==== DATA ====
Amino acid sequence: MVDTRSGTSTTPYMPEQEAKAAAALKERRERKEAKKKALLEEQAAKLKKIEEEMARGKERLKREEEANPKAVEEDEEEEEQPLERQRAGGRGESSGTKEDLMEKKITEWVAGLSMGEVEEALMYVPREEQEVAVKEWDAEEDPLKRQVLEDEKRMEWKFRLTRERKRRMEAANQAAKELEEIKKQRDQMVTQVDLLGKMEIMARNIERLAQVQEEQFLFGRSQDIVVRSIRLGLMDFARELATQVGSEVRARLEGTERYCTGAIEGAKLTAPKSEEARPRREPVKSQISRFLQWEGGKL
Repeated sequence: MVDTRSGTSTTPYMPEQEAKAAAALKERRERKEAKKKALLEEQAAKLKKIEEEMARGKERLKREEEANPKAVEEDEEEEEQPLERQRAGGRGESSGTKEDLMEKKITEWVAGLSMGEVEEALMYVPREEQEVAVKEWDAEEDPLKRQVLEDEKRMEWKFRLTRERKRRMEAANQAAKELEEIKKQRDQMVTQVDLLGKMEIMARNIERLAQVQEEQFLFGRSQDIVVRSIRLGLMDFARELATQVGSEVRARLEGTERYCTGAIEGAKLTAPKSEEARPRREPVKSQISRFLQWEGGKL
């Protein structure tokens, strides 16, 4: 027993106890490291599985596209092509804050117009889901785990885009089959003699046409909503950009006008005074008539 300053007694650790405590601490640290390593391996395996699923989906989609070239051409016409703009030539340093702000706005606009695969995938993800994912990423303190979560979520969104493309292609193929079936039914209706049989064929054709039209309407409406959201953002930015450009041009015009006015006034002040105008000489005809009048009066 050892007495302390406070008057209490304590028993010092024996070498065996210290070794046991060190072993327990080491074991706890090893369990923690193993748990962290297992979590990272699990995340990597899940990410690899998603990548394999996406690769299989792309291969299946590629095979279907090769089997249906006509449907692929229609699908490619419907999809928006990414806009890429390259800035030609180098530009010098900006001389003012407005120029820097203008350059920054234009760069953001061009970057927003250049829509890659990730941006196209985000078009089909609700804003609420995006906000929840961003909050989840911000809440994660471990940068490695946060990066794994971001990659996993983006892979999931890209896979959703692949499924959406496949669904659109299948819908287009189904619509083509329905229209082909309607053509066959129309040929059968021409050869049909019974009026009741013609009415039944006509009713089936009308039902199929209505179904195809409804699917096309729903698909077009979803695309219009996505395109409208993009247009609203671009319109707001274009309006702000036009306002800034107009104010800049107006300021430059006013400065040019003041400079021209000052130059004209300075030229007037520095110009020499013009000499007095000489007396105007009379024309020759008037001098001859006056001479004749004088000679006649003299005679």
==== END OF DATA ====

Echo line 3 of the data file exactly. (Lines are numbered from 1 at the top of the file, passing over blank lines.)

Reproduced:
């Protein structure tokens, strides 16, 4: 027993106890490291599985596209092509804050117009889901785990885009089959003699046409909503950009006008005074008539 300053007694650790405590601490640290390593391996395996699923989906989609070239051409016409703009030539340093702000706005606009695969995938993800994912990423303190979560979520969104493309292609193929079936039914209706049989064929054709039209309407409406959201953002930015450009041009015009006015006034002040105008000489005809009048009066 050892007495302390406070008057209490304590028993010092024996070498065996210290070794046991060190072993327990080491074991706890090893369990923690193993748990962290297992979590990272699990995340990597899940990410690899998603990548394999996406690769299989792309291969299946590629095979279907090769089997249906006509449907692929229609699908490619419907999809928006990414806009890429390259800035030609180098530009010098900006001389003012407005120029820097203008350059920054234009760069953001061009970057927003250049829509890659990730941006196209985000078009089909609700804003609420995006906000929840961003909050989840911000809440994660471990940068490695946060990066794994971001990659996993983006892979999931890209896979959703692949499924959406496949669904659109299948819908287009189904619509083509329905229209082909309607053509066959129309040929059968021409050869049909019974009026009741013609009415039944006509009713089936009308039902199929209505179904195809409804699917096309729903698909077009979803695309219009996505395109409208993009247009609203671009319109707001274009309006702000036009306002800034107009104010800049107006300021430059006013400065040019003041400079021209000052130059004209300075030229007037520095110009020499013009000499007095000489007396105007009379024309020759008037001098001859006056001479004749004088000679006649003299005679």